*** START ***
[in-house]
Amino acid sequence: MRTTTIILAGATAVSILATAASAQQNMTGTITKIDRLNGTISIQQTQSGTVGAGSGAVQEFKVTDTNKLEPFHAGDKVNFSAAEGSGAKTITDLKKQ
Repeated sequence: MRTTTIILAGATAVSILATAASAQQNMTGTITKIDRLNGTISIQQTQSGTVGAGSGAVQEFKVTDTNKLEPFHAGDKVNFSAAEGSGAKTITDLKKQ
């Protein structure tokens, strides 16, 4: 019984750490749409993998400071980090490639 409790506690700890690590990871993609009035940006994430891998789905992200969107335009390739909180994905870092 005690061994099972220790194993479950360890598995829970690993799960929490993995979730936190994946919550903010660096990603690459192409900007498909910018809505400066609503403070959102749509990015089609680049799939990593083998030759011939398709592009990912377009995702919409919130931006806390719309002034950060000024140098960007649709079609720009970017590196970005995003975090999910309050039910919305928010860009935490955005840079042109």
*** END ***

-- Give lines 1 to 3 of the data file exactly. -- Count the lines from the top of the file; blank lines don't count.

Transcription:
[in-house]
Amino acid sequence: MRTTTIILAGATAVSILATAASAQQNMTGTITKIDRLNGTISIQQTQSGTVGAGSGAVQEFKVTDTNKLEPFHAGDKVNFSAAEGSGAKTITDLKKQ
Repeated sequence: MRTTTIILAGATAVSILATAASAQQNMTGTITKIDRLNGTISIQQTQSGTVGAGSGAVQEFKVTDTNKLEPFHAGDKVNFSAAEGSGAKTITDLKKQ